In essence, leadership needs to shift their perspective about creativity, so that it is no longer considered as something “nice to have” throughout the organisation or just reserved for a few elite individuals. Creativity should be the #1 “must have” attribute throughout the organisation and business, at all levels and in all functions.
3) Focus on Self-Awareness
Leaders should encourage, empower, and pave the way for others to understand the “big picture” for themselves as early as possible. It is only when people view the overall perspective — and how they fit into that big picture — that they start believing in themselves and their capabilities. By focusing on, hiring, and retaining only self-aware individuals who have faith in their talent, organisations can thrive and outperform the competition. This opportunity to succeed is a strong economic incentive for advocating such an approach.
As a result, both the employee and organisation benefit. After all, self-awareness, when aligned with a solid career development strategy, offers a sound solution to leaders as they re-design the future of their organisations. This approach is not just “nice to have,” but “must have” in order to maximise returns for all stakeholders, including the employees themselves.
4) Nurture Undiscovered Talent
Although the overwhelming majority of people are born with the capacity to shape, develop, and live their lives, only a minority have the chance to create (and implement) a strategy or a framework to do so. The real question is not about whether one is only talented, passionate, self-aware, mission-driven, well-networked, or action-oriented. The real question involves one’s ability to compile these pieces together coherently, allowing the big picture to emerge in a way that drives real growth — not only for that individual, but also for one’s family, friends, employer and colleagues, and community at large. It is also why so many talented, passionate, committed, or knowledgeable people remain undiscovered; they lack self-awareness, along with a framework or strategy to create their own big picture.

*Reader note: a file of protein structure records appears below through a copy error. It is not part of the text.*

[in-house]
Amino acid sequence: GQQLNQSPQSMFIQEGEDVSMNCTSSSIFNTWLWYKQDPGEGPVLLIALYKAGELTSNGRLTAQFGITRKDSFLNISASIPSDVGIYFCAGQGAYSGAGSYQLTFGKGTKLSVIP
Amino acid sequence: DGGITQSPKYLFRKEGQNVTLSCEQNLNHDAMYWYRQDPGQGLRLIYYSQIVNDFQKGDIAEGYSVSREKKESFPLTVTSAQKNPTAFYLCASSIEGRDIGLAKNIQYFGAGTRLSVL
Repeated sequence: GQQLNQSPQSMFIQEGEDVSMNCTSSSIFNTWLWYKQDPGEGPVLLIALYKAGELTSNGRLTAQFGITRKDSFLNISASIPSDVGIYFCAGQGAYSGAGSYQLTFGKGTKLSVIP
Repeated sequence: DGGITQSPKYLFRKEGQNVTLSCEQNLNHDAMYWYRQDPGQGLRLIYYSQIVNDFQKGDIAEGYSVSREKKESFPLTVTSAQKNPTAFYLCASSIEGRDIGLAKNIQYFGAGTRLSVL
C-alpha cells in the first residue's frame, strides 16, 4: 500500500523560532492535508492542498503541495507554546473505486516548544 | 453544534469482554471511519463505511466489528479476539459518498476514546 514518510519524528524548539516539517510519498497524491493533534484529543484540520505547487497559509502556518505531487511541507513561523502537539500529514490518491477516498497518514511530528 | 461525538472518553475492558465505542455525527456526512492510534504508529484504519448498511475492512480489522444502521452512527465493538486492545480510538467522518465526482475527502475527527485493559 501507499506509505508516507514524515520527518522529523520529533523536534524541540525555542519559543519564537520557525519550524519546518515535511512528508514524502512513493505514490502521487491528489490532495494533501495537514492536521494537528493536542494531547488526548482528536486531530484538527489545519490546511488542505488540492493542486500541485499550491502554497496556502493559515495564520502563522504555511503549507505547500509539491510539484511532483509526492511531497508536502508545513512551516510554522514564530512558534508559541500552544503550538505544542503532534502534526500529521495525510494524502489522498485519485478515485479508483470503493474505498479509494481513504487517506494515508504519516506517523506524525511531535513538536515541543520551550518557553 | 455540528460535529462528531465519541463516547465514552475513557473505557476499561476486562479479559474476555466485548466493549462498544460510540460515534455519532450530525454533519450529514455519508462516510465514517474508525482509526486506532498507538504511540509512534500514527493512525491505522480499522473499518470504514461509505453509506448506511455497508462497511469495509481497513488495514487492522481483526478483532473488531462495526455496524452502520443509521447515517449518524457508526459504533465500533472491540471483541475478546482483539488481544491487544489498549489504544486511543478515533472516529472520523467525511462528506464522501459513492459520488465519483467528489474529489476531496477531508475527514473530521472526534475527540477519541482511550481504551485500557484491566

Leaders should facilitate the discovery process throughout their organisation. There is no practical reason not to do so. In the end, everyone can benefit from such a process. If employees wander around and struggle to do a fair job because they “have to be there” — that is, they need a job to feed their family or achieve their future plans — not because “they want to be there,” then they are only exerting an average effort. Further, people in the “have to be there” group have the potential to become barriers to growth for your business. Such individuals may lack the natural instinct and willingness to be creative and add more value than they receive, regardless of anything else.
5) Focus on Mindsets, Not Categories
We need to stop defining people in isolated groups, such as generations (basically driven by age groups, it is totally absurd, archaic, and mostly irrelevant in today’s world). Although it is understandable why such a concept was conceived in the first place, when the world was more static, it is increasingly difficult to buy into such an idea in today’s amazingly dynamic and super-actively-connected world.
Survival is no longer about an age group, nationality, religion, race, or gender. Rather, survival involves similar mindsets that are present in any age group, nation, religion, race, or gender. These mindsets are increasingly becoming the main source of lasting change. They represent the new leaders of the future, those who are heroic enough to dare to change for the better. The “right” mindsets are all about growth and innovation and constant learning.
Organisations that are able to find, attract, develop, and retain this new breed of leaders and team members — the “right” individuals — will successfully evolve, grow, and thrive. The organisations that cannot take these essential, but practical, steps will mostly fade away, as do their leaders who remain captivated by a mindset that focuses solely on what is happening now, in the present.
The future belongs to the individuals who are multi-talented, creative, and self-aware. The future also belongs to the organisations that are wise enough to hire and retain such multi-talented and creative employees. The question that leadership needs to ask themselves is simple: Why are we not taking the necessary steps now to ensure the survival of our organisation?